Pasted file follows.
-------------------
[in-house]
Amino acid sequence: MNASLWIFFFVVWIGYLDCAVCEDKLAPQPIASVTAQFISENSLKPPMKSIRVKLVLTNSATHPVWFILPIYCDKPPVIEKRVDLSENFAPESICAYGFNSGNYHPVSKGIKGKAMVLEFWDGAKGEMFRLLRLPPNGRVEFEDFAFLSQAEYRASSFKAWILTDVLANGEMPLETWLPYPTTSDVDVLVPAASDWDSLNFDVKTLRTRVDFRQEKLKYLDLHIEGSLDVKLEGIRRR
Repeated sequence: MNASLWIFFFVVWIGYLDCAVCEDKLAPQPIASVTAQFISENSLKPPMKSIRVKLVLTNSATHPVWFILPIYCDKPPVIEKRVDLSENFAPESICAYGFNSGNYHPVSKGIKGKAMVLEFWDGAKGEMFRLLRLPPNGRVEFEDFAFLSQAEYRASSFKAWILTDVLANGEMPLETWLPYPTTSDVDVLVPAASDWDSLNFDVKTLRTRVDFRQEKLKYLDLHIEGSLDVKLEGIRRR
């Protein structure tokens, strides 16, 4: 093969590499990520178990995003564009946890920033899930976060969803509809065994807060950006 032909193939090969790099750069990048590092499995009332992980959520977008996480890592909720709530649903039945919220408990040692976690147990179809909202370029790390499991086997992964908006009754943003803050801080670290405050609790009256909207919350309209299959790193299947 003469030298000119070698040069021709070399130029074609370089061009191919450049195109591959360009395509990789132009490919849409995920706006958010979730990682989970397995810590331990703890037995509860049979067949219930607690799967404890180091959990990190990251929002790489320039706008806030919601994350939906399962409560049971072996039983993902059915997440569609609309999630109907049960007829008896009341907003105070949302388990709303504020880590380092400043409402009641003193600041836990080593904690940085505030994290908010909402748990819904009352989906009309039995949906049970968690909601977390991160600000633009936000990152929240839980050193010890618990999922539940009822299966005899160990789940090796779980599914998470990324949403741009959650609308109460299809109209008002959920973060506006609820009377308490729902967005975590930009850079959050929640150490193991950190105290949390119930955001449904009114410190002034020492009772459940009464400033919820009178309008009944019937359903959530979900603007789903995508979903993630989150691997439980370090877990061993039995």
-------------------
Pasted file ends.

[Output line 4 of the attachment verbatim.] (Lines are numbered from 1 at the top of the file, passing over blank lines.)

């Protein structure tokens, strides 16, 4: 093969590499990520178990995003564009946890920033899930976060969803509809065994807060950006 032909193939090969790099750069990048590092499995009332992980959520977008996480890592909720709530649903039945919220408990040692976690147990179809909202370029790390499991086997992964908006009754943003803050801080670290405050609790009256909207919350309209299959790193299947 003469030298000119070698040069021709070399130029074609370089061009191919450049195109591959360009395509990789132009490919849409995920706006958010979730990682989970397995810590331990703890037995509860049979067949219930607690799967404890180091959990990190990251929002790489320039706008806030919601994350939906399962409560049971072996039983993902059915997440569609609309999630109907049960007829008896009341907003105070949302388990709303504020880590380092400043409402009641003193600041836990080593904690940085505030994290908010909402748990819904009352989906009309039995949906049970968690909601977390991160600000633009936000990152929240839980050193010890618990999922539940009822299966005899160990789940090796779980599914998470990324949403741009959650609308109460299809109209008002959920973060506006609820009377308490729902967005975590930009850079959050929640150490193991950190105290949390119930955001449904009114410190002034020492009772459940009464400033919820009178309008009944019937359903959530979900603007789903995508979903993630989150691997439980370090877990061993039995």